How do writers measure their worth?
I quote Mike O'Malley, another dead and forgotten writer—he an erudite speechwriter I knew who also wrote novels, I think—in a (free) white paper I wrote for the Professional Speechwriters Association, "What Is a Speechwriter?"
The last essay in O’Malley’s book quotes a William Gass novel, Omensetter’s Luck. In it, a preacher prepares for a sermon, confident in the knowledge that “there’d be land in the shape of his syllables, a sea singing, a sky like an echo, plants in bloom burning with speech.”
O’Malley writes that speechwriters make “hard ideas in hard words, easy ways out in soft words, clarion calls in trumpets of words: the ideas are as real as cliffs rising out of the sea.
We plant them here and there, at times scattered widely, at times a paragraph as laced with quiet bloom as a floral centerpiece. We are at once the garden, the resident, the passerby: we string a verbal landscape with occasional jewels.
No one is recording these speeches. There are no books of them that readers save and treasure. Our files will be tossed on the scrap heap when we leave or retire.
But we have been sitting at a typewriter making land, a sea, a sky, burning words. That’s enough. It is more than most have.
Do you believe that bullshit? If you are a writer, you must.
The question is, do you dare to believe in more?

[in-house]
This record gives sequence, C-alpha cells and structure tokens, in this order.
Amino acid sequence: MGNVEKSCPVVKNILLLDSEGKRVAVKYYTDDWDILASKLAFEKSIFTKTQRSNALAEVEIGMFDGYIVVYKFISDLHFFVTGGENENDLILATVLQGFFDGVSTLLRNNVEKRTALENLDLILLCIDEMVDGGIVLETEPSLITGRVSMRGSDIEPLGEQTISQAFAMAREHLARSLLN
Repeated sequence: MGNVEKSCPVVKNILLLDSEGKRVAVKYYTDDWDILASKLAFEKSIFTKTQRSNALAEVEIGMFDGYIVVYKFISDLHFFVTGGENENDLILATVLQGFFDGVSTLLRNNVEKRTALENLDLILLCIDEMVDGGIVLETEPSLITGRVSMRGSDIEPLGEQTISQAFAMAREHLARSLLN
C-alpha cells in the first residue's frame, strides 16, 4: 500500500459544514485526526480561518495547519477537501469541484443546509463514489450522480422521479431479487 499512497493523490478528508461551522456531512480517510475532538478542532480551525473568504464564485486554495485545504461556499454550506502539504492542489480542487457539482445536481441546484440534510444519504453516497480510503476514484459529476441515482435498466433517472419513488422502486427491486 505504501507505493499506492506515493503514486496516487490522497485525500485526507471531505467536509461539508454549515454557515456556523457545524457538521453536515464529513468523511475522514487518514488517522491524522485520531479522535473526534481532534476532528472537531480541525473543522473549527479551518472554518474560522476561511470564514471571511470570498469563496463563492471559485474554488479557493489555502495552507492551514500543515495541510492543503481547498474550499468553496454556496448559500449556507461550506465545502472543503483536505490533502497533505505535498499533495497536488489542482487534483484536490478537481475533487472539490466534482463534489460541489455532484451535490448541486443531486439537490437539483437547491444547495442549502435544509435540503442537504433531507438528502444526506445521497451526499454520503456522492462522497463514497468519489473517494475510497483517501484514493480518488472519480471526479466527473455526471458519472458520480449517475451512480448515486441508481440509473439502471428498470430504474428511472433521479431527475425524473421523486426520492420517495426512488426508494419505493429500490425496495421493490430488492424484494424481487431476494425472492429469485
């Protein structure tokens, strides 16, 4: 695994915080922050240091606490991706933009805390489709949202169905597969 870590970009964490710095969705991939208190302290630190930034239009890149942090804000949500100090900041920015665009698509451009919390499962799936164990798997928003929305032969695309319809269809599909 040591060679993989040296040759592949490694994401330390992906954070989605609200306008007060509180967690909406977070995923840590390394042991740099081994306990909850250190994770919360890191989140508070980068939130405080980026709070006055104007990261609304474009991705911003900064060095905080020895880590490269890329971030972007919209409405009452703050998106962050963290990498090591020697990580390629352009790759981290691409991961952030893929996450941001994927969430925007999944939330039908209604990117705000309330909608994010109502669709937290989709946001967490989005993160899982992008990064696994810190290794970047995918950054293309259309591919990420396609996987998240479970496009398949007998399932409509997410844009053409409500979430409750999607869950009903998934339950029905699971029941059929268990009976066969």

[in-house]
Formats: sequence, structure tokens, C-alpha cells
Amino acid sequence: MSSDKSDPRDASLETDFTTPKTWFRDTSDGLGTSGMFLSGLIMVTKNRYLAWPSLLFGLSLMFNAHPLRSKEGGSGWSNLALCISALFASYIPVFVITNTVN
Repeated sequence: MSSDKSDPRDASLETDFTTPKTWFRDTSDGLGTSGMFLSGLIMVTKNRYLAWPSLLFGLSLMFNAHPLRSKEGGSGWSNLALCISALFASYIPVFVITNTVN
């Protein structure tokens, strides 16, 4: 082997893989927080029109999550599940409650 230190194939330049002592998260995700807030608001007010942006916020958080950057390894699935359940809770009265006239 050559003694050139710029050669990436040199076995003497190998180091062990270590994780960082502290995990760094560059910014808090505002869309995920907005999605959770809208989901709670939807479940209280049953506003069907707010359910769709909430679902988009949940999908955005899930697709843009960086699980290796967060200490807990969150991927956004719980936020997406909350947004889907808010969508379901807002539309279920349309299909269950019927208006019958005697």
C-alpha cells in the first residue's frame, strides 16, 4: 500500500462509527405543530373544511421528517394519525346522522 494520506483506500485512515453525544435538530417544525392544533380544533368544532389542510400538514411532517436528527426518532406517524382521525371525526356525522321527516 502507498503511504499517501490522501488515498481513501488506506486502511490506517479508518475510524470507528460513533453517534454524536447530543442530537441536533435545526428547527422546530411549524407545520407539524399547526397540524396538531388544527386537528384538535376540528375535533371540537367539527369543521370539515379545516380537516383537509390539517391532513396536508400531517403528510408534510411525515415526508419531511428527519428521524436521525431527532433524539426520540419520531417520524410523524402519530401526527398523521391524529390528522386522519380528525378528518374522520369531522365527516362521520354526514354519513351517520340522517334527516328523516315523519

I worry about our confidence, in the West. We have this sense that the East—India and China in particular—is going to eat our economic lunch some day, in one bite. I guess this is what we get for all those centuries of arrogance and ignorance. We summed up China's contribution as Chop Suey, and when we found native Americans where we thought India was, we just called 'em Indians anyway, because what the hell.
But even a properly humbled hemisphere needs some ways in which to feel legitimately superior. Like the rich white guys who still run Augusta National Golf Club like it is 1933, all Westerners need to have "our thing," that we're better at than everyone else, and that no one can take away from us.
Our thing, I propose, is public oratory.
As editor of Vital Speeches International magazine, I read dozens of speeches every month, delivered by speakers from around the world. And I can tell you: In the West, we're better at speechwriting than they are in the East. Not different. Better.
Obviously, there are good speeches in the West, and bad ones. In Africa there are good ones and bad ones. In the Middle East there are good ones and bad ones. But in the East, there are only bad ones. Nearly every speech I have ever read from the East is nothing more than a collection of verbal sky lanterns.
The Eastern speechwriting style is fairly represented by this excerpt from a speech, delivered to muckety-mucks in Mongolia last month, by India's prime minister, Narendra Modi:
Ours is a relationship that is not measured on the scale of commerce or driven by competition against others.
It is a relationship of immeasurable positive energy that comes from our spiritual links and shared ideals.
It is the energy that seeks the well being of our two nations and the common good of the world.
This is a form of energy that has enormous power to be the force of peace, progress and prosperity in the world.
It is a force that can unite the world and direct our thoughts and efforts to the well being of the weak and the poor.